The Maserati Biturbo, on the face of it, looked like a crashing return to earth for the iconic Italian supercar manufacturer at the end of the 1970s. In response to a downturn in the world economy and the consequent dip in supercar sales, Maserati radically slimmed down its V8-powered line-up, supplanting them with the V6 turbocharged Biturbo in 1981.
The new car was conceived to fight the upmarket BMW 3-series models in the executive car class, and featured understated but handsome three-box styling reminiscent of the Quattroporte III. Its handling wasn’t as civilised as a 3-series’, however, since lots of power in a short wheelbase, combined with turbo lag, slightly slow-witted steering and rear suspension camber changes could catch out drivers as understeer suddenly snapped into oversteer.
Initially the Biturbo was offered as a two-door saloon, but a four-door and Spyder followed in 1984. The Biturbo wasn’t at first available on the UK market but right-hand-drive models arrived in 1986 and limited sales success in the company car sector followed.
The Biturbo ensured Maserati’s survival and retains that certain something that continues to excite enthusiasts. But buying one can be a minefield – so take care out there.
The Biturbo sits in an interesting position in the marketplace. On the one hand, the standard two- and four-door models were bought new as company cars, and finding a cherished example is next to impossible. On the other, the Spyders tended to be bought as second cars, weekend playthings, and the marketplace today is dominated by great examples.
According to Andy Heywood of Maserati specialist Bill McGrath (above), there’s a corresponding disparity in values. ‘Late fuel-injected Spyders are now changing hands for Â£15,000,’ he says. ‘That compares with Â£8000 for the best coupés and saloons, although you could possibly pick up a carb Spyder at this level.’
Below that, look to pay Â£6000 for the best carburettored Biturbos, budget for Â£2000 to buy you a reasonable ‘going concern’ and pay as little as Â£500 for a project.
At that level you’re going to need to be very brave…
IN A NUTSHELL
The Merak-derived engine is tough and mechanically straightforward. Stories of Â£10k rebuilds are a little wide of the mark, says Andy: ‘Most overhauls are limited to exchanging bearings and gaskets. It’s the later Ghiblis that get expensive thanks to their Nikasil pistons/liners at Â£500 each.’
Engines run a high oil pressure, so are susceptible to oil leaks. But they don’t burn oil, and the bottom end is bulletproof. ‘I’ve never changed a crankshaft,’ says Andy. Overall, they’re easy to work on although, as Andy says, the newer the car, the more awkward it is – for instance, to adjust the PAS belt, you need to remove the radiator. So, if you’re a DIY enthusiast, it pays to get as early a car as possible – the opposite advice for those who entrust their car to a specialist.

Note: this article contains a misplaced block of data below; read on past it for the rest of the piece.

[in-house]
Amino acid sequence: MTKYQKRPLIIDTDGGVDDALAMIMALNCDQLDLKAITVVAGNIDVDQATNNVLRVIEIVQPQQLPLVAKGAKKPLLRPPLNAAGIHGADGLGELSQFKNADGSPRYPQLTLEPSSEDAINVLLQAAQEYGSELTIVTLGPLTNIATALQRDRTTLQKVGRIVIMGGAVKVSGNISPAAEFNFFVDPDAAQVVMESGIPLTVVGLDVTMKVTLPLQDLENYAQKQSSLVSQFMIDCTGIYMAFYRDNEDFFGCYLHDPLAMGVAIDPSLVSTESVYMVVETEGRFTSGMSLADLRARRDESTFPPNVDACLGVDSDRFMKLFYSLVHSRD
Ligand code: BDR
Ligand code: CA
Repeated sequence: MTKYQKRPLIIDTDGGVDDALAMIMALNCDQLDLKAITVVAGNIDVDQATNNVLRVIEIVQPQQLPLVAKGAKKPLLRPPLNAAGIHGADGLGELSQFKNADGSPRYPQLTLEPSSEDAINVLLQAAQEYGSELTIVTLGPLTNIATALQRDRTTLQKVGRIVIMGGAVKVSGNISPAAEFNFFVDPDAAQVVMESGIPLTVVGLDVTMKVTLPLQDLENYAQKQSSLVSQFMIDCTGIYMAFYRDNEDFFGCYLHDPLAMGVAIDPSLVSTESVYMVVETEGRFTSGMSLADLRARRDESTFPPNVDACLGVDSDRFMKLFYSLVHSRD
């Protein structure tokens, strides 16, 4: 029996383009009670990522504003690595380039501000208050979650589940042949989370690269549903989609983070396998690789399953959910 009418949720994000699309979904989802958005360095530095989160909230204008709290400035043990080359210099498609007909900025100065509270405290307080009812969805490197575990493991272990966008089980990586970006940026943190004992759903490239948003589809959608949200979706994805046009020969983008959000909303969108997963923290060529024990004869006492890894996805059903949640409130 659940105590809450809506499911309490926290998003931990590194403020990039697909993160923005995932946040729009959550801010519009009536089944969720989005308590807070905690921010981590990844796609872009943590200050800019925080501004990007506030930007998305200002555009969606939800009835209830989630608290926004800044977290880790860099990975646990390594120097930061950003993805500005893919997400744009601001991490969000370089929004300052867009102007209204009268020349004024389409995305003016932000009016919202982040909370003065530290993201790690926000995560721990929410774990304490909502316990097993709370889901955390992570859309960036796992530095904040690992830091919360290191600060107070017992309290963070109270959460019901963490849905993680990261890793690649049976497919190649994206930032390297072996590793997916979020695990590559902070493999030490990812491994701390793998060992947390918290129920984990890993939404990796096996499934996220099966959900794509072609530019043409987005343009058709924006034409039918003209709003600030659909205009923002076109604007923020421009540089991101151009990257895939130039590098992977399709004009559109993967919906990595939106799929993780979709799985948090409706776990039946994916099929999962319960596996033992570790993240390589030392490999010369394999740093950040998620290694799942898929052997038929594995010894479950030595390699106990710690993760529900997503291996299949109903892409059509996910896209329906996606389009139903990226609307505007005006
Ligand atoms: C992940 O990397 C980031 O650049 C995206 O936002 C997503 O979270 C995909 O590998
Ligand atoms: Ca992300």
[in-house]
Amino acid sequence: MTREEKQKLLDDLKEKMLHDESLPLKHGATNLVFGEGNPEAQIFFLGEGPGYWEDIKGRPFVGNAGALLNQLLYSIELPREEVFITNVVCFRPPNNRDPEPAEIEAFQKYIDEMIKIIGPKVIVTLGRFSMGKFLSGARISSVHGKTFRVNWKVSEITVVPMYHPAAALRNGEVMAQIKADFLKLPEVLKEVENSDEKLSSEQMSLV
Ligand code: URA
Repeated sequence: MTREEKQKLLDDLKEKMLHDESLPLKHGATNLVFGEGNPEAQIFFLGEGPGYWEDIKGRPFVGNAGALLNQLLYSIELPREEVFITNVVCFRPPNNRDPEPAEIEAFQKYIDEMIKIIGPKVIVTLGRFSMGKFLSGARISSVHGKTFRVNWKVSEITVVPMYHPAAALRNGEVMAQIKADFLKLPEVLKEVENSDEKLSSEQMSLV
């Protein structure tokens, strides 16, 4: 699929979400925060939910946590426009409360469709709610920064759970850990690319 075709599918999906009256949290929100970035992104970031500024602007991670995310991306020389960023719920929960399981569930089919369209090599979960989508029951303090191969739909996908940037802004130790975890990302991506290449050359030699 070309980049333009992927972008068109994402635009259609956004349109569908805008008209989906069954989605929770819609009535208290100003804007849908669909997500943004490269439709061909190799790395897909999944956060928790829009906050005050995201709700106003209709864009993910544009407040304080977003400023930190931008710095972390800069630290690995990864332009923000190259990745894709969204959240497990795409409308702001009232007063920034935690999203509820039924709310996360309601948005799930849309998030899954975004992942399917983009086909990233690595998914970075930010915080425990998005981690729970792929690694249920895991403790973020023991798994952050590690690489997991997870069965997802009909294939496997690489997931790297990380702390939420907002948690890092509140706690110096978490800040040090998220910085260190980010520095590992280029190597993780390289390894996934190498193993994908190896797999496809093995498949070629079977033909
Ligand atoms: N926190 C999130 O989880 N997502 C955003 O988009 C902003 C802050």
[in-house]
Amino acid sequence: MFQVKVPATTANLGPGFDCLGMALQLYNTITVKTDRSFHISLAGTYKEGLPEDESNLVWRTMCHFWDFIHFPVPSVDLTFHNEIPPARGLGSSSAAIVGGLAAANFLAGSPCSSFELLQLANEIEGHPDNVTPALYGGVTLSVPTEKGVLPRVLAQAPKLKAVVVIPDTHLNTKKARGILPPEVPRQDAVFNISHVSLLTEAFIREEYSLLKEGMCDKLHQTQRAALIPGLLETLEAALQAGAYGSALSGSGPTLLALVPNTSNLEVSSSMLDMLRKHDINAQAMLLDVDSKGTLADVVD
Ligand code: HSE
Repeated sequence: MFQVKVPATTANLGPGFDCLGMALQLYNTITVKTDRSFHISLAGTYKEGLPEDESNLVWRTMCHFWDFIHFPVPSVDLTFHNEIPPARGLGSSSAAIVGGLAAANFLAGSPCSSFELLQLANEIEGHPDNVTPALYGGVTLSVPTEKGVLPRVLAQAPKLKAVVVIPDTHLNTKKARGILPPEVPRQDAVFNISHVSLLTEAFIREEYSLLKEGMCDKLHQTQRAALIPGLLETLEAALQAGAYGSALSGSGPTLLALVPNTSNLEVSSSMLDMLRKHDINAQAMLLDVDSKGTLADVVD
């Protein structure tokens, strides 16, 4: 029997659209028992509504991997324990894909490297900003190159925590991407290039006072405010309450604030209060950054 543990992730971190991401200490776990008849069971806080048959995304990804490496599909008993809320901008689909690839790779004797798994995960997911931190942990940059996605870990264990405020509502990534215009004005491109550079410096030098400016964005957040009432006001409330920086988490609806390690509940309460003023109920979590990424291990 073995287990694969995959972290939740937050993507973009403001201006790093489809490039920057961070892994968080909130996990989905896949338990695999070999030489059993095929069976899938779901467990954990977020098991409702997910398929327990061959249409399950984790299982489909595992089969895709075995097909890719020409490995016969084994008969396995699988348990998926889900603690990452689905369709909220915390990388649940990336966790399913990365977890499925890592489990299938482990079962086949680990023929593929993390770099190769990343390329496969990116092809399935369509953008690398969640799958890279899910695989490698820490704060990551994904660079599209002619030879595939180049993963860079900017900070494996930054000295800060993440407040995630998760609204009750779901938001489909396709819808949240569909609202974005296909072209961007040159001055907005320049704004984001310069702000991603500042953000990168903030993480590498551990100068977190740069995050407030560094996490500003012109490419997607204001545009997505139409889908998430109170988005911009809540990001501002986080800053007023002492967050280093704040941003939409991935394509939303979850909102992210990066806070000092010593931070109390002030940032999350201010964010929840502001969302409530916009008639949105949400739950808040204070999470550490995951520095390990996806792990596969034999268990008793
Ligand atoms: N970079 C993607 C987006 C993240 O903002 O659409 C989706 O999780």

Brakes are better on newer models, and early cars are known to chew through pads and discs. The rear axle is delicate and can leak oil, but the differential was made by GKN and reconditioning is straightforward. Manual gearboxes are tough ZF units and just tend to get noisy with age – while, of the autos, the later four-speed ZF is preferable to the early three-speed Borg Warner.
On the electrical side, there were issues with failing relays, although most will now have been replaced. The fusebox’s printed circuit board is susceptible to heat build-up and can actually melt. Resoldering joints may restore normal service, but check everything works – especially the very expensive clock.
As far as rust is concerned, you really need to go for one with as good a body as possible. Generally, Biturbos rust cosmetically around the bonnet, doors, arches and sills (if the car has been badly jacked in the past), but a major worry area is the top of the bulkhead. If it goes here, then you have to pretty much take the car apart to fix it – so feel and examine closely for holes. A damp interior is another, more obvious giveaway.
The Biturbo is an oft-misunderstood car and one that’s rapidly disappearing from our roads – although it was hardly common even when new. It’s stylish and very Italian, and thanks to its wonderful interior and ample performance you’re unlikely to tire of it.
It’s true there are some reliability (and handling) issues to contend with but, if you lavish a Biturbo with the correct attention, which Andy Heywood reckons should cost about Â£2000 per year in normal running, and don’t use it excessively, you shouldn’t find life overly arduous.
There are few cars that combine a lavish interior and electrifying performance with such understated exterior design – and that makes the Biturbo a real Italian car aficionado’s choice.